Hill House Bastle, Tarset
Has been described as a Certain Bastle
There are masonry ruins/remnants remains
|Name||Hill House Bastle, Tarset
|Alternative Names||Woodhouse; Woodhead; Black Middens 2; Hill Howse; Haughe-hill-house
Hill House bastle survives reasonably well and retains significant archaeological deposits. The enclosing wall is an unusual feature which enhances the importance of the bastle as does the survival of other bastles in the immediate vicinity, taken together they will add to our knowledge and understanding of settlement and society at this time.
The monument includes the remains of a bastle, a form of defended farmhouse, situated in a strongly defensive position on a low promontory commanding the Tarset Valley to the north, west and east. The bastle is visible as the grass covered walls of a rectangular building 5m by 6m and standing to a maximum height of 1.5m. It stands at the centre of a large enclosure 36m north east to south west by a maximum of 60m north west to south east, defined by a bank of stone and earth 1m high. Within the enclosing bank there is a scooped ditch-like feature on average 4m wide which would have provided extra defence on the most vulnerable sides of the bastle. There is an apparent entrance through the enclosure bank at the north east corner. Adjacent to the bastle, on its south side, there are the remains of at least one rectangular building and an associated yard visible as the low stone founded walls. These are interpreted as the remains of a farmstead of similar or slightly later date to the bastle. Attached to the external side of the enclosure bank, immediately north of the entrance on the edge of the steep valley side, are the remains of two enclosures defined by low banks 0.6m high. The first is roughly square and measures 5m with an entrance in its south west corner. The second enclosure is irregularly shaped and measures 10m by 4m. Hill House is first mentioned in 1552, then called Haugh-Hill House and it was raided in 1583. During the 17th century it was occupied by the Hunters. It is not shown on a map of 1769 and may have been deserted by that time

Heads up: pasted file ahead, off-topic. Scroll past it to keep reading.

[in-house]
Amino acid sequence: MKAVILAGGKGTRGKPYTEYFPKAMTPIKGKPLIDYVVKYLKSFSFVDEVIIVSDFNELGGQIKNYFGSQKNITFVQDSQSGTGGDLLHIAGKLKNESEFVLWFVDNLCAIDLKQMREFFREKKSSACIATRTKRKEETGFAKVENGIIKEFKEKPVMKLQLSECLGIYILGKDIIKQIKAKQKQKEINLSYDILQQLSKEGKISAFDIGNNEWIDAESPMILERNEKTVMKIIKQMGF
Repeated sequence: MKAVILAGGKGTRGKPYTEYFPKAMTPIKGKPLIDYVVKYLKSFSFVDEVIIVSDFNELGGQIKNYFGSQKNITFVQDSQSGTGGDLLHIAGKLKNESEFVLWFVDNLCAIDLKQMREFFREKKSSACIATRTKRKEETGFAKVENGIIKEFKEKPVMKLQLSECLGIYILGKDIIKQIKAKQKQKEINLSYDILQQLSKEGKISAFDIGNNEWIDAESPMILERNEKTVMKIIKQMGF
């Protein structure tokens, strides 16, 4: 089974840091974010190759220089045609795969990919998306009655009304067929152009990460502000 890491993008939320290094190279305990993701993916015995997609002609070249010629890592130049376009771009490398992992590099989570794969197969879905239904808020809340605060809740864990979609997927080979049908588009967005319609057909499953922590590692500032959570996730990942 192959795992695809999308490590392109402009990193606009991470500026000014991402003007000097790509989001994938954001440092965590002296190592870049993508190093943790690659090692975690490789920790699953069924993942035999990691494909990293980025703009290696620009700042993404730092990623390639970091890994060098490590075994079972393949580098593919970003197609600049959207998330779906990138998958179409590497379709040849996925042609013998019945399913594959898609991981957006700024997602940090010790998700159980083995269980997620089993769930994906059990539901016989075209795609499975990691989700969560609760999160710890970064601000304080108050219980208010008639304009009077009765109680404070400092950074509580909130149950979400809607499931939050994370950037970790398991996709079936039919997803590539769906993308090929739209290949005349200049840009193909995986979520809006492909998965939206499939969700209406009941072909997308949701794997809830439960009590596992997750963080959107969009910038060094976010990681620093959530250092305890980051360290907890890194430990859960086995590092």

A pele tower is alleged to have stood at Waterhead, but the site has not been found (Clarke 1905-56).
NY 77068977 The remains of a strong building visible as a grass covered mound, rectangular and measuring 5m x 6m; it stands to a maximum height of 1.5m. No dating evidence is available and without excavation it is impossible to ascertain the original thickness of the walls. The situation is upon the south-east slope of a low promontory and is strongly defensive. 20m to the north-east precipitous slopes drop to the Tarset Burn, on the three remaining sides the foundations of strong dry stone walls contain strips of marshland. The site commands the Tarset valley to the north-west, north-east and south-east, overlooking open moorland to the south-west.
In proximity to the main building are four mutilated steading foundations. It cannot be stated whether or not the latter mentioned foundations are contemporary with the mains feature. There are no surface indications of old trackways or plough lines; no field names were obtainable. The defensive nature of this site, together with the fact that the original main building appears to have been of considerable strength, leads to the possibility that these are the remains of the Pele tower quoted by Clarke. Waterhead - approximately 475m to the north west - is a small modern farmhouse (F1 FDC 31-AUG-1956).
The site is generally as described, except that the enclosing wall, now reduced to an earth and stone bank, continues round the edge of the steep river slope on the north side. The remains would appear to be those of a peel, together with a farmstead of contemporary, or later, date (F2 DS 29-JUL-1970).
The first reference to the site was in 1552 (Haugh-Hill House). It was raided in 1583 (The Hill House) and was a home of the Hunters in the 17th century (Hill House upon Tarset Water). Held as Bog Head in 1749 and 1766; not shown on Armstrong's map of 1769. A map of 1840 records the name Hillas on the west bank of the Tarset Burn and may be equated with the deserted buildings there.
The site consists of a well-defined enclosure with the Pele in the centre, towards one end and various smaller garths and steadings (Long 1988). (Northumberland HER)
The bastie, which is unusually small and square and measures only 5.8m by 5.6m internally, is still the most visible feature of the site and is the focus of the other surviving earthworks. Two short lengths of facing stones are discernible suggesting walls about 1,5m wide but essentially the building survives as turf-covered banks, up to 1.6m high externally. The location of the entrance is uncertain but it could be represented by a lowering in the centre ofthe south-eastern side. (Lax 1999)
This site is a scheduled monument protected by law
Historic England (PastScape) Defra or Monument number(s)
County Historic Environment Record
|OS Map Grid Reference||NY770897